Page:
Myocardial infarction and sudden cardiac death in olmsted 10 19_11

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Presented to the American Heart Association, November, 2011.

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Myocardial infarction and sudden cardiac death in olmsted 10 19_11

  1. 1. Myocardial Infarction and SuddenCardiac Death in Olmsted County,Minnesota, Before and After Smoke-Free Workplace Laws Jon O. Ebbert, MD, MSc; Richard D. Hurt, MD; Susan A. Weston, MS; Sheila M. McNallan, MPH; Ivana T. Croghan,PhD; Darrell R. Schroeder, MS; Véronique L. Roger, MD, MPH Mayo Clinic
  2. 2. Disclosures• Consultant for GSK, maker of Nicorette™ gum & Nicorette™ lozenge• Received medication for clinical trialsfrom Pfizer, maker of Chantix™• Off-Label Use: None• Sponsor: ClearWay
  3. 3. Whincup PH, et al. BMJ. 2004 Jul 24;329(7459):200-5.
  4. 4. California EPA Report on EnvironmentalTobacco Smoke – 2006Excess Morbidity and Mortality in USAPregnancyLow birth weight infants 24,500Pre Term Delivery 71,900ChildrenAsthma Episodes 202,300Lower Respiratory Illness 150,000-300,000Otitis Media Office Visits 790,000SIDS 430AdultsCardiac Deaths 46,000 (22,700-69,600)Lung Cancer Deaths 3,400
  5. 5. Smoke-Free Legislation Reduces CoronaryEvents• Meta-analysis assessing smoke-free legislation and acute coronary events• 17 eligible studies • 10 from North America • 6 from Europe and 1 from Australasia provided 35 estimates of effect size.• Pooled RR = 0.90 (95% CI 0.86 to 0.94)
  6. 6. Goals of Project• To evaluate the population impact of smoke- free laws on the incidence of Myocardial Infarction (MI) and Sudden Cardiac Death (SCD) in Olmsted County during the 18-month calendar period before and after implementation of each smoke-free ordinance.
  7. 7. Olmsted County, MN• Smoke free ordinances implemented on two different dates • January 1, 2002: smoke-free restaurant law (Ordinance 1) • October 1, 2007: all workplaces became smoke-free (Ordinance 2)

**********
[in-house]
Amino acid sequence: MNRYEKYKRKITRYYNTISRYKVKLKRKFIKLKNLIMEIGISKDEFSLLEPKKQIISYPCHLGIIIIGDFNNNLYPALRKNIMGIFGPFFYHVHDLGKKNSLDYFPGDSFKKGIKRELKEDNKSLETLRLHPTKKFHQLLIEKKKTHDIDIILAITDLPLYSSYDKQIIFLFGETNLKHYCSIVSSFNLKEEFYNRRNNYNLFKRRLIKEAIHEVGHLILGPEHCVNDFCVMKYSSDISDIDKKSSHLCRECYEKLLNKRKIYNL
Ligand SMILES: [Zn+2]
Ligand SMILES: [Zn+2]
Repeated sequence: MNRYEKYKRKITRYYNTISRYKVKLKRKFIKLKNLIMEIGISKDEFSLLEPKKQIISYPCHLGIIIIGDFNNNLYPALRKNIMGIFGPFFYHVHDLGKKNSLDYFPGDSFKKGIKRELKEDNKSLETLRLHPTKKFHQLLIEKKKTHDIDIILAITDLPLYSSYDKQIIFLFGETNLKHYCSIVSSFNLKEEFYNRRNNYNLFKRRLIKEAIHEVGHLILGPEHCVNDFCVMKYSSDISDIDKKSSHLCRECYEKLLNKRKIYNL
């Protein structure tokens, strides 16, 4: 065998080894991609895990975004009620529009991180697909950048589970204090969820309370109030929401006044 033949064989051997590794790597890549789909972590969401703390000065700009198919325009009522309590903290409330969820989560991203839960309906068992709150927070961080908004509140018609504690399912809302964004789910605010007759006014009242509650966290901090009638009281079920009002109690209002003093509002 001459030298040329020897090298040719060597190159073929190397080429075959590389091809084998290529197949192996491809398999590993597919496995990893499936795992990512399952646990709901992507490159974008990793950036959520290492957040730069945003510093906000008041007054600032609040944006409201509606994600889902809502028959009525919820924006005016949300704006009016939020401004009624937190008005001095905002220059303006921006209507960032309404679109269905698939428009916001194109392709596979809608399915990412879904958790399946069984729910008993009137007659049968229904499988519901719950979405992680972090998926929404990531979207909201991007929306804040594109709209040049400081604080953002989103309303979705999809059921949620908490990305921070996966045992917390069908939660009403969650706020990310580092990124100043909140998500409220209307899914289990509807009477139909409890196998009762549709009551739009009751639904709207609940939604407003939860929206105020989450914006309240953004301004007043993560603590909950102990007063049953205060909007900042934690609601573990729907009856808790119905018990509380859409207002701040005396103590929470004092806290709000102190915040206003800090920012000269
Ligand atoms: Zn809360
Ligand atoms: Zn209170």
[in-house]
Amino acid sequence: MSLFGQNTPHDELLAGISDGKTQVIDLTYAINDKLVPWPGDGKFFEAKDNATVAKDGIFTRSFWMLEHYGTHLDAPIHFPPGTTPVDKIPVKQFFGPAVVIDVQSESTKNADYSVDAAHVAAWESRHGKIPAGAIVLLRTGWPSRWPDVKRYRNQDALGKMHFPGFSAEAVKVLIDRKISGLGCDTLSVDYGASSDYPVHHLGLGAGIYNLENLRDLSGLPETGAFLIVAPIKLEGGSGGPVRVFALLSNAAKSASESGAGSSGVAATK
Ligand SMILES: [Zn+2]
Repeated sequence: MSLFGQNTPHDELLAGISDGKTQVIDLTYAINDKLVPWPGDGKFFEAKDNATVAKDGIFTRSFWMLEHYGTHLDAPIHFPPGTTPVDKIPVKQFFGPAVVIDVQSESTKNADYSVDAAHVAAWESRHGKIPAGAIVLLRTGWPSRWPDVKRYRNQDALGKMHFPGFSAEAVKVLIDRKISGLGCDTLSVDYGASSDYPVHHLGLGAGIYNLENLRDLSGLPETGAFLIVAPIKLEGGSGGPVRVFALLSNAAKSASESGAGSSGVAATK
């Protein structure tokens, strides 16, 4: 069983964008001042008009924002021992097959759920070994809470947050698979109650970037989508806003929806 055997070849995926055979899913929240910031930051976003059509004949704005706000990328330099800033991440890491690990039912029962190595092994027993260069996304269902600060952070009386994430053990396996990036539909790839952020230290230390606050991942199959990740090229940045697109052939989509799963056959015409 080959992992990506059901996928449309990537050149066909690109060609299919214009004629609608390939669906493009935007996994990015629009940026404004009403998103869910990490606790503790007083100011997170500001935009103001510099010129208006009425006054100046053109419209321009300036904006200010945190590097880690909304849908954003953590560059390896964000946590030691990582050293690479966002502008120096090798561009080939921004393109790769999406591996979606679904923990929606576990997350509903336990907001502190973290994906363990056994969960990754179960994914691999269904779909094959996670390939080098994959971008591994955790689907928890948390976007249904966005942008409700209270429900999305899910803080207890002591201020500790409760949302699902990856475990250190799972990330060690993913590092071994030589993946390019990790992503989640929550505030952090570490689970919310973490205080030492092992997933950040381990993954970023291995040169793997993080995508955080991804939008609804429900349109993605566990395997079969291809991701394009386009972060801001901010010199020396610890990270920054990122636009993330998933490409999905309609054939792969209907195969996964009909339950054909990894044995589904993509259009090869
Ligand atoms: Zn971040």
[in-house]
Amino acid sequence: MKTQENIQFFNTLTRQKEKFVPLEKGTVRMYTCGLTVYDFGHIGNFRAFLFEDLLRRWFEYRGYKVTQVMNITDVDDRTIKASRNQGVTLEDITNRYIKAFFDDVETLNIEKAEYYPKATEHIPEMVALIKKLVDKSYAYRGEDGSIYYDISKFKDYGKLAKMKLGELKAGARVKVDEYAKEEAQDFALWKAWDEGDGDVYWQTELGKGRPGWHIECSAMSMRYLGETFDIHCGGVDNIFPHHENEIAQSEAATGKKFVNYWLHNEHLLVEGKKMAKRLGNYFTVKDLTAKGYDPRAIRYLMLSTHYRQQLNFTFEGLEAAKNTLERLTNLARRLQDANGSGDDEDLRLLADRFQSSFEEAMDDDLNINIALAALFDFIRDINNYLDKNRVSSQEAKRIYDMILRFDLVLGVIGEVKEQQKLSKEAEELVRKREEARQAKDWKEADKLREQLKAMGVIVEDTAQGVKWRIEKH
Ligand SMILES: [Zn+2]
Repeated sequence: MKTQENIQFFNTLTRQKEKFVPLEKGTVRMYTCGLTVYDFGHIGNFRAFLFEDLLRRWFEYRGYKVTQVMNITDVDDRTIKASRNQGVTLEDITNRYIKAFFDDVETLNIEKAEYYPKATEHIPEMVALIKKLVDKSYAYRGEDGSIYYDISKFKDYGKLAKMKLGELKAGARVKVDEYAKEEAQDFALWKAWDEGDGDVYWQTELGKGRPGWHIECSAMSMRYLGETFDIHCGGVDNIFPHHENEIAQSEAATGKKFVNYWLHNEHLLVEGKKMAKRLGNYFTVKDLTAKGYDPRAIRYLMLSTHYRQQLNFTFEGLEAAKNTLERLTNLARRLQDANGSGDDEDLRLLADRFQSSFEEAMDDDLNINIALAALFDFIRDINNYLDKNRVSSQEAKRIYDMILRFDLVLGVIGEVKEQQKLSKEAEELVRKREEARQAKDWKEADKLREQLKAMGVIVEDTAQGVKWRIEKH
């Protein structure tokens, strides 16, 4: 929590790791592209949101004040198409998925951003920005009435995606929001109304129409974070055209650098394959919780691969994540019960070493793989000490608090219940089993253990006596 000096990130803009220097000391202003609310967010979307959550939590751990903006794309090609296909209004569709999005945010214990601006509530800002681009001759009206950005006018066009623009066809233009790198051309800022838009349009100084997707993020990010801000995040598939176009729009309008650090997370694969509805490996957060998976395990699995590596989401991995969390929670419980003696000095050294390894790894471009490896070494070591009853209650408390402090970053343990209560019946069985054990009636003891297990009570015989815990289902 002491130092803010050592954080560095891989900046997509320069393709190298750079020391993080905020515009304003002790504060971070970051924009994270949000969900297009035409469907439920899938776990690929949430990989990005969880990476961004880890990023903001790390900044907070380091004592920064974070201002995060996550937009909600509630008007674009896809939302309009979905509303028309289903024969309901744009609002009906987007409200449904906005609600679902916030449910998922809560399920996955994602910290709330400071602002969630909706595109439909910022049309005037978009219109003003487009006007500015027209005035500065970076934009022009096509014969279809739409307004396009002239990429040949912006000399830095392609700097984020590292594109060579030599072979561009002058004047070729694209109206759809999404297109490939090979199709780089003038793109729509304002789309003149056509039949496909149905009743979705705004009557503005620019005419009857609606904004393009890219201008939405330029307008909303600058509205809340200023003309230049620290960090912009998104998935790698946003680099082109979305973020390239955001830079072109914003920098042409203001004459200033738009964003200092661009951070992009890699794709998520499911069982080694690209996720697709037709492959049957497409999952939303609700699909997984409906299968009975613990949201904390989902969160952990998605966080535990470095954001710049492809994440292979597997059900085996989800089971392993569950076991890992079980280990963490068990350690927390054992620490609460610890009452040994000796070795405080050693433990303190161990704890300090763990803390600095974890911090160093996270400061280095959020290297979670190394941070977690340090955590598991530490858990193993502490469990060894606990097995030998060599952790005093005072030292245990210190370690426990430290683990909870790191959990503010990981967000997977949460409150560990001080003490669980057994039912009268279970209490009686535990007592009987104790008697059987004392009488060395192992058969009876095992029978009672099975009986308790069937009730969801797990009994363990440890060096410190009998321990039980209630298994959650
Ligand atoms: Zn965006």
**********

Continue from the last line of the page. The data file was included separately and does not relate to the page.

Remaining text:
8. 8. Methods• The Rochester Epidemiology Project (REP) • Medical records linkage system • Links and archives medical records of virtually all persons residing in Olmsted County, Minnesota • Identifies patients through their outpatient (office, urgent care, or emergency department) and hospital contacts across all local medical providers
  9. 9. Methods (Cont.)• Myocardial infarction (MI) • International Classification of Disease, Ninth Revision code 410 (acute MI) • Standard algorithms integrating cardiac pain, electrocardiographic (ECG) and biomarker data • CK & CKMB until 2000, troponin thereafter• Sudden cardiac death • Out-of-hospital deaths with the primary cause of death classified as coronary heart disease on the death certificate • International Classification of Diseases, Ninth Revision codes 410-414
  10. 10. Methods (Cont.)• Medical records were abstracted at time of event• Clinical diagnoses used for hypertension, hyperlipidemia, diabetes, familial coronary heart disease, and smoking status.• Statistics: • Age-and-sex-adjusted incidence rates of MI and SCD were calculated for the 18 months before and 18 months after law implementation • Events were numerators & denominators were Olmsted County population as determined by census data for the year 2000 and extrapolated • Rates were standardized to the age distribution of the 2000 US population